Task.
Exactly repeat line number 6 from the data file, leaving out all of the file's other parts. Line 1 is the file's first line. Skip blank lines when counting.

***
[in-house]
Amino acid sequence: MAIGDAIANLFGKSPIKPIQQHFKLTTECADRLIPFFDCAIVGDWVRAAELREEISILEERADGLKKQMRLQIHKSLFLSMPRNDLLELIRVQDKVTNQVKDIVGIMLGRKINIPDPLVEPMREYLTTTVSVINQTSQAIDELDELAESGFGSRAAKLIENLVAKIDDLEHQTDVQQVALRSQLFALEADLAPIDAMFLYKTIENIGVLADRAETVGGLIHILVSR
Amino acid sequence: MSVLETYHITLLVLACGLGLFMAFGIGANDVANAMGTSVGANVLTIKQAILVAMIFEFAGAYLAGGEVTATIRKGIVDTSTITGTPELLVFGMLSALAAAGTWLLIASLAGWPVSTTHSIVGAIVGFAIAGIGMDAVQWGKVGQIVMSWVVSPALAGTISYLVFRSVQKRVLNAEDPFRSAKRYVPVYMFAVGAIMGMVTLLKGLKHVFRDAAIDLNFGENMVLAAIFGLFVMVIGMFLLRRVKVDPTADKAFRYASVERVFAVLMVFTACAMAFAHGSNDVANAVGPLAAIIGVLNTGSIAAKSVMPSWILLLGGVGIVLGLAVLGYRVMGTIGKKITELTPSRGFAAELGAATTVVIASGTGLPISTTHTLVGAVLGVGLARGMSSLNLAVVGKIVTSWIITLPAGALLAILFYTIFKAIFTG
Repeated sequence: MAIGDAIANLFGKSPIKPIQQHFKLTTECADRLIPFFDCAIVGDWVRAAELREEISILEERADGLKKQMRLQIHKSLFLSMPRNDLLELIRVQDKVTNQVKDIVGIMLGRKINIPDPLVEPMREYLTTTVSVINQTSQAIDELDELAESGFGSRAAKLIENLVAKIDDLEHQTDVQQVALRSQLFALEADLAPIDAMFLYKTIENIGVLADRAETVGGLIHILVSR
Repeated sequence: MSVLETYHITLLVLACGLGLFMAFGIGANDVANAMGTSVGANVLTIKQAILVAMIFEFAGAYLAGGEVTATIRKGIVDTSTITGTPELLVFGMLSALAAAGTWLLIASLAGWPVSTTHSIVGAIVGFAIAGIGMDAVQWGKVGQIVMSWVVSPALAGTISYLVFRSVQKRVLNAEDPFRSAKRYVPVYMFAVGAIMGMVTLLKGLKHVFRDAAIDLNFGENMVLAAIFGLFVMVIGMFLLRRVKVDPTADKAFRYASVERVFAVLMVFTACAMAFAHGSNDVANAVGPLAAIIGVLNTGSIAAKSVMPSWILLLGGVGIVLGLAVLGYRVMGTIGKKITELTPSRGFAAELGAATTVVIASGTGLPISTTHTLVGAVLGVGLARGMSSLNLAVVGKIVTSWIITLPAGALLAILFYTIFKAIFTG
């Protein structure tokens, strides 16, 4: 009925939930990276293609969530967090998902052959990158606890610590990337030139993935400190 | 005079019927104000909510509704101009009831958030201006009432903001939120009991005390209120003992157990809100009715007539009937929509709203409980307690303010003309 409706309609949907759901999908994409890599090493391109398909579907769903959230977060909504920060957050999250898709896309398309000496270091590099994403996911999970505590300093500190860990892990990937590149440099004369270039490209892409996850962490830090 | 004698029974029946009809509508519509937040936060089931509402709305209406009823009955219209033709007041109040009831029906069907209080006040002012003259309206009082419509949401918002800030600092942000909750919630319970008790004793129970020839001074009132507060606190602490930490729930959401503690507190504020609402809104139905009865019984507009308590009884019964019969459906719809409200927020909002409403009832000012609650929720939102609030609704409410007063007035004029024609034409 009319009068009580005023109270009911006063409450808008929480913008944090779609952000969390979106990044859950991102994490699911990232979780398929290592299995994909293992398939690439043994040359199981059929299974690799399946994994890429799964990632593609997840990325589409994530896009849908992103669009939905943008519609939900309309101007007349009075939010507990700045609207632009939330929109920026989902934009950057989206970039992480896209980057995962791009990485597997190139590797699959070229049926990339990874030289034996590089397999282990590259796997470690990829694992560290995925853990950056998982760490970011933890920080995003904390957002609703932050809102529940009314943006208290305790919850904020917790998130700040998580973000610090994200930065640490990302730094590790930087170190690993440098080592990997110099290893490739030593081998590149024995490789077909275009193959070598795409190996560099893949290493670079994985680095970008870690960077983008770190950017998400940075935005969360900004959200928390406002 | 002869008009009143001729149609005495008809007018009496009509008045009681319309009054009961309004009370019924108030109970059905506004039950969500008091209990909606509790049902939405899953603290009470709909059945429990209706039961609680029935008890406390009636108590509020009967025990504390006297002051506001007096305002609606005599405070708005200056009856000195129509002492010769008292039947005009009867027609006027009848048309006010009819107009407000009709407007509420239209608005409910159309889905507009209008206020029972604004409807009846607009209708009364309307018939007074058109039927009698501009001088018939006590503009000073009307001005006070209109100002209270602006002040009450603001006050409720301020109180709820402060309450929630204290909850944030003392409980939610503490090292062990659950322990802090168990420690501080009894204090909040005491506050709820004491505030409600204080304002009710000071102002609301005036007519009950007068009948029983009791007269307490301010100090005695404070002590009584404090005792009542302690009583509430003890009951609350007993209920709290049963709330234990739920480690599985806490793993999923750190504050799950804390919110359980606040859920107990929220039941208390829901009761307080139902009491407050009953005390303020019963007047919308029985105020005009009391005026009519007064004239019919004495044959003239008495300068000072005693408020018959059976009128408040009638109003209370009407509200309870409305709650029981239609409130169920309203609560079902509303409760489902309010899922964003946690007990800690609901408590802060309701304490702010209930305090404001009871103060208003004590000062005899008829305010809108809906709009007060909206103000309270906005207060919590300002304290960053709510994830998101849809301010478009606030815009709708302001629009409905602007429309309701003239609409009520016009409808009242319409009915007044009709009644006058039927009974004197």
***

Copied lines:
């Protein structure tokens, strides 16, 4: 009925939930990276293609969530967090998902052959990158606890610590990337030139993935400190 | 005079019927104000909510509704101009009831958030201006009432903001939120009991005390209120003992157990809100009715007539009937929509709203409980307690303010003309 409706309609949907759901999908994409890599090493391109398909579907769903959230977060909504920060957050999250898709896309398309000496270091590099994403996911999970505590300093500190860990892990990937590149440099004369270039490209892409996850962490830090 | 004698029974029946009809509508519509937040936060089931509402709305209406009823009955219209033709007041109040009831029906069907209080006040002012003259309206009082419509949401918002800030600092942000909750919630319970008790004793129970020839001074009132507060606190602490930490729930959401503690507190504020609402809104139905009865019984507009308590009884019964019969459906719809409200927020909002409403009832000012609650929720939102609030609704409410007063007035004029024609034409 009319009068009580005023109270009911006063409450808008929480913008944090779609952000969390979106990044859950991102994490699911990232979780398929290592299995994909293992398939690439043994040359199981059929299974690799399946994994890429799964990632593609997840990325589409994530896009849908992103669009939905943008519609939900309309101007007349009075939010507990700045609207632009939330929109920026989902934009950057989206970039992480896209980057995962791009990485597997190139590797699959070229049926990339990874030289034996590089397999282990590259796997470690990829694992560290995925853990950056998982760490970011933890920080995003904390957002609703932050809102529940009314943006208290305790919850904020917790998130700040998580973000610090994200930065640490990302730094590790930087170190690993440098080592990997110099290893490739030593081998590149024995490789077909275009193959070598795409190996560099893949290493670079994985680095970008870690960077983008770190950017998400940075935005969360900004959200928390406002 | 002869008009009143001729149609005495008809007018009496009509008045009681319309009054009961309004009370019924108030109970059905506004039950969500008091209990909606509790049902939405899953603290009470709909059945429990209706039961609680029935008890406390009636108590509020009967025990504390006297002051506001007096305002609606005599405070708005200056009856000195129509002492010769008292039947005009009867027609006027009848048309006010009819107009407000009709407007509420239209608005409910159309889905507009209008206020029972604004409807009846607009209708009364309307018939007074058109039927009698501009001088018939006590503009000073009307001005006070209109100002209270602006002040009450603001006050409720301020109180709820402060309450929630204290909850944030003392409980939610503490090292062990659950322990802090168990420690501080009894204090909040005491506050709820004491505030409600204080304002009710000071102002609301005036007519009950007068009948029983009791007269307490301010100090005695404070002590009584404090005792009542302690009583509430003890009951609350007993209920709290049963709330234990739920480690599985806490793993999923750190504050799950804390919110359980606040859920107990929220039941208390829901009761307080139902009491407050009953005390303020019963007047919308029985105020005009009391005026009519007064004239019919004495044959003239008495300068000072005693408020018959059976009128408040009638109003209370009407509200309870409305709650029981239609409130169920309203609560079902509303409760489902309010899922964003946690007990800690609901408590802060309701304490702010209930305090404001009871103060208003004590000062005899008829305010809108809906709009007060909206103000309270906005207060919590300002304290960053709510994830998101849809301010478009606030815009709708302001629009409905602007429309309701003239609409009520016009409808009242319409009915007044009709009644006058039927009974004197």